Browsing UMB Open Access Articles by Subject "Intimate Partner Violence"
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Disparities in potential years of life lost due to intimate partner violence: Data from 16 states for 2006-2015.Background Intimate partner violence can lead to deaths of one or both partners and others (i.e., corollary victims). Prior studies do not enumerate the societal cost of intimate partner violencerelated fatalities, exclude corollary victims from most analyses, and do not describe groups who bear the highest societal costs from intimate partner violence. Objective We examine racial/ethnic and gender-based disparities in potential years of life lost (PYLL) among intimate partners and corollary victims of intimate partner violence-related mortality. Methods We used 16 US states’ 2006–2015 National Violent Death Reporting System data to estimate PYLL among intimate partners (n = 6,282) and corollary victims (n = 1,634) by victims’ race/ethnicity and sex. We describe fatalities by sex, race/ethnicity, age, and victim-suspect relationships and used hierarchical linear models to examine PYLL per death differences by victims’ sex and race/ethnicity. Results Nearly 290,000 years of potential life were lost by partner and corollary victims as a result of IPV in 16 states during the decade of study. Most partner victims were female (59%); most corollary victims were male (76%). Female intimate partners died 5.1 years earlier (95% CI: 4.4., 5.9) than males, and female corollary victims died 3.6 years (1.9, 5.5) earlier than males. Racial/ethnic minorities died nine or more years earlier than their White counterparts. White males had the lowest PYLL per death of all sex/race groups. Implications Intimate partner violence-related fatalities exact a high societal cost, and the burden of that cost is disproportionately high among racial/ethnic minorities. Future interventions targeting specific sex and race/ethnic groups might help reduce disparities in intimate partner violence burden.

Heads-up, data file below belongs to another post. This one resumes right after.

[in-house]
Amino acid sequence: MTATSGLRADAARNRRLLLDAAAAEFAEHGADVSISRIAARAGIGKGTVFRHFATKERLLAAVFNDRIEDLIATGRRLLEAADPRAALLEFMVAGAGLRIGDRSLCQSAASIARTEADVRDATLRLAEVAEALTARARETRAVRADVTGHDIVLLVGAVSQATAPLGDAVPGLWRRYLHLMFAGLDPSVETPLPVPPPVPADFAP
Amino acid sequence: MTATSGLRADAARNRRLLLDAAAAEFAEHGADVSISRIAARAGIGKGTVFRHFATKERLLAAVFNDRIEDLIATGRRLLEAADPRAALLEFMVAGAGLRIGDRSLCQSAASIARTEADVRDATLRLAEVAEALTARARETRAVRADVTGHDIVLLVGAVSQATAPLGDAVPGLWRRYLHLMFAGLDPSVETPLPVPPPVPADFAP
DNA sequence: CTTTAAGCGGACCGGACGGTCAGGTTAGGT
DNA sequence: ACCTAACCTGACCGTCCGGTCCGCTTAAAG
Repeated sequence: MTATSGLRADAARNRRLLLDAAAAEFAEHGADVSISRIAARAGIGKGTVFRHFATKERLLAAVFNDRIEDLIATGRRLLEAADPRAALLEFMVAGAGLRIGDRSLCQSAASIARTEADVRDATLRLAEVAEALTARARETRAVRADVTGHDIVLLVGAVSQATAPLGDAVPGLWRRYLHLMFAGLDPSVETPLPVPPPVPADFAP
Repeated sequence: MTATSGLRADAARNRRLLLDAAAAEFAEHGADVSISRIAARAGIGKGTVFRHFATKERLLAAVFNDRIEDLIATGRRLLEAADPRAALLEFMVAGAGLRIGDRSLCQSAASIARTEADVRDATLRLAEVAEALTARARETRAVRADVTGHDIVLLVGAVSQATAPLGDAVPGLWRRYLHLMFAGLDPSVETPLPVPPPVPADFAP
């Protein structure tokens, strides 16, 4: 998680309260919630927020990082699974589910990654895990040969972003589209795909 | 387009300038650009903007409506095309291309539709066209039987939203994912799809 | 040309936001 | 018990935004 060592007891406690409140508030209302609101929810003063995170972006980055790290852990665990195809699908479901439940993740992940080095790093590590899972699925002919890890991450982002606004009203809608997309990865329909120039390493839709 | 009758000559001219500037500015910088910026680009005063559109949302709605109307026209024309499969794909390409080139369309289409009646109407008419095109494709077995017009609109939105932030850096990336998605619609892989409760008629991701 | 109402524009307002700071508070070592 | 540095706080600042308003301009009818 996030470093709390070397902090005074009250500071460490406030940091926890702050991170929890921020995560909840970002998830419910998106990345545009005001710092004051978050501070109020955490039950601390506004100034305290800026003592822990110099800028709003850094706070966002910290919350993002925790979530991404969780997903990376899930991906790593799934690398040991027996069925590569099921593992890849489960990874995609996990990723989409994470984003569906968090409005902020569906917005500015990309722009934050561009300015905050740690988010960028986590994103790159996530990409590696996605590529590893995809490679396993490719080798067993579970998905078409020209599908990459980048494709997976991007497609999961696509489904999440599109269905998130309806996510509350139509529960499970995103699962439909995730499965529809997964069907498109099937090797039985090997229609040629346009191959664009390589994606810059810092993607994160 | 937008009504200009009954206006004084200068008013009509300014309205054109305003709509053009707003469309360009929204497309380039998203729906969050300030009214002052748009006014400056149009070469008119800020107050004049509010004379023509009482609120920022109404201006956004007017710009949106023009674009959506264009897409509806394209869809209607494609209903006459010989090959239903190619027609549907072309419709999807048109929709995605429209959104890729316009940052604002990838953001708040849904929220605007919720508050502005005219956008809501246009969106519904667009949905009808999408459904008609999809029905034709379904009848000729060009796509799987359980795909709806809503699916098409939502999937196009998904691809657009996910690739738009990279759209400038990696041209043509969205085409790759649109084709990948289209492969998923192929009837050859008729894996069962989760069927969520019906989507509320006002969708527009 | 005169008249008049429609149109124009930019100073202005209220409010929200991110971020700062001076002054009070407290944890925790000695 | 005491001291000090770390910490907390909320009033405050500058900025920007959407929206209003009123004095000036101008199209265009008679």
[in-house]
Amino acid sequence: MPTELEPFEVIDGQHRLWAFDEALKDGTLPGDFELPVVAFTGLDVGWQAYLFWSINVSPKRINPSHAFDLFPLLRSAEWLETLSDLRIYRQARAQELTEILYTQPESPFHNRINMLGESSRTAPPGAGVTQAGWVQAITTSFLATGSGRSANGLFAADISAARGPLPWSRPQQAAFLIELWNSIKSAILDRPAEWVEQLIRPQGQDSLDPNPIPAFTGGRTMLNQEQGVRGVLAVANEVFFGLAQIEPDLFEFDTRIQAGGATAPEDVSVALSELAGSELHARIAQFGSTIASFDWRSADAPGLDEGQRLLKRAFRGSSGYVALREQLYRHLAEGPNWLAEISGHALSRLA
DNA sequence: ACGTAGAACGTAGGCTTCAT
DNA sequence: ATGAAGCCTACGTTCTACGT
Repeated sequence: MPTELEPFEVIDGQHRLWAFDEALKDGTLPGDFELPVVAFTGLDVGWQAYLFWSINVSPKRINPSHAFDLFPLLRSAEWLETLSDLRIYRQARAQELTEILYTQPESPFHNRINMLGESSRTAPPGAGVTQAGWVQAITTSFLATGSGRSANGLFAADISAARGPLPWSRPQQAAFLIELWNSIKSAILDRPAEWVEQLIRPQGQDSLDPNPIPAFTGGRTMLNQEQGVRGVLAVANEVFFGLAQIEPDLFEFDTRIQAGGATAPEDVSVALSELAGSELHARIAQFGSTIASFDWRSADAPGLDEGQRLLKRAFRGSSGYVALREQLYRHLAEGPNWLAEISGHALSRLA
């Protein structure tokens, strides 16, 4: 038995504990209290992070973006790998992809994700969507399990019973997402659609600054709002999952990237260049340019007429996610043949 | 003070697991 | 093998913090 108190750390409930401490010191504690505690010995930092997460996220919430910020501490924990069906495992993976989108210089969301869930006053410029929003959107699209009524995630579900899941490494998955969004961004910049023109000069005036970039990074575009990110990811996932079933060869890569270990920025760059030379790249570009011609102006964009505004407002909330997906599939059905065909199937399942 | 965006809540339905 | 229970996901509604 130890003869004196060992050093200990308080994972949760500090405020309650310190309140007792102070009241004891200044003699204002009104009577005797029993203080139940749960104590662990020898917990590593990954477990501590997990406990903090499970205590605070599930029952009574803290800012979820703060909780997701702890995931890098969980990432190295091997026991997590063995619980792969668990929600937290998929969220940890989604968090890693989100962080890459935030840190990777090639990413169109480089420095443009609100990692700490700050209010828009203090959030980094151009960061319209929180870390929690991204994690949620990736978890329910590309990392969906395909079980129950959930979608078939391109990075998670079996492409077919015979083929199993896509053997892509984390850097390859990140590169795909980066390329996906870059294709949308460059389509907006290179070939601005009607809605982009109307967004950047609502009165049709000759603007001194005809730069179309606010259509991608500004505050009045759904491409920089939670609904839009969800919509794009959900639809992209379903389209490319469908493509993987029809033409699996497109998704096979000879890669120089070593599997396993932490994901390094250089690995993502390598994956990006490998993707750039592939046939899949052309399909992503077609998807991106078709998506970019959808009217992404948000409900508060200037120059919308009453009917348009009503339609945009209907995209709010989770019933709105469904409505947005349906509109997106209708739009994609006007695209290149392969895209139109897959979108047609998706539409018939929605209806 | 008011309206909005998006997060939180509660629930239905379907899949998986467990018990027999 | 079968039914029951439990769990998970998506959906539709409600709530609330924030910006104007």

Intimate partner violence victimization and perpetration as precursors to suicideIt remains unclear how often and under what circumstances intimate partner violence (IPV) precedes suicide. Available research on IPV and suicide focuses largely on homicide-suicide, which is a rare event (<2% of suicides). We focus instead on single suicides (i.e., suicides unconnected to other violent deaths), which are the most common type of fatal violence in the US. Unfortunately, information about IPV circumstances is often unavailable for suicides. To address this gap, we sought to identify the proportion of single suicides that were preceded by IPV in North Carolina (NC), to describe the prevalence of IPV victimization and perpetration as precursors to suicide, and to explore how IPV-related suicides differ from other suicides. We used data from the NC Violent Death Reporting System (2010–2017, n = 9682 single suicides) and hand-reviewed textual data for a subset of cases (n = 2440) to document IPV circumstances. We had robust inter-rater reliability (Kappa: 0.73) and identified n = 439 IPV-related suicides. Most were males who had perpetrated nonfatal IPV (n = 319, 72.7%) prior to dying by suicide. Our findings suggest that IPV was a precursor for at least 4.5% of single suicides. Next, we conducted logistic regression analyses by sex comparing IPV-related suicides to other suicides. For both men and women, IPV was more common when the person who died by suicide had recently disclosed suicidal intent, was younger, used a firearm, and was involved with the criminal legal system, even after controlling for covariates. We also found sex-specific correlates for IPV circumstances in suicide. Combined with homicide-suicide data (reported elsewhere), IPV is likely associated with 6.1% or more of suicides overall. Results suggest clear missed opportunities to intervene for this unique subpopulation, such as suicide screening and referral in IPV settings (e.g., batterer intervention programs, Family Justice Centers) that is tailored by sex.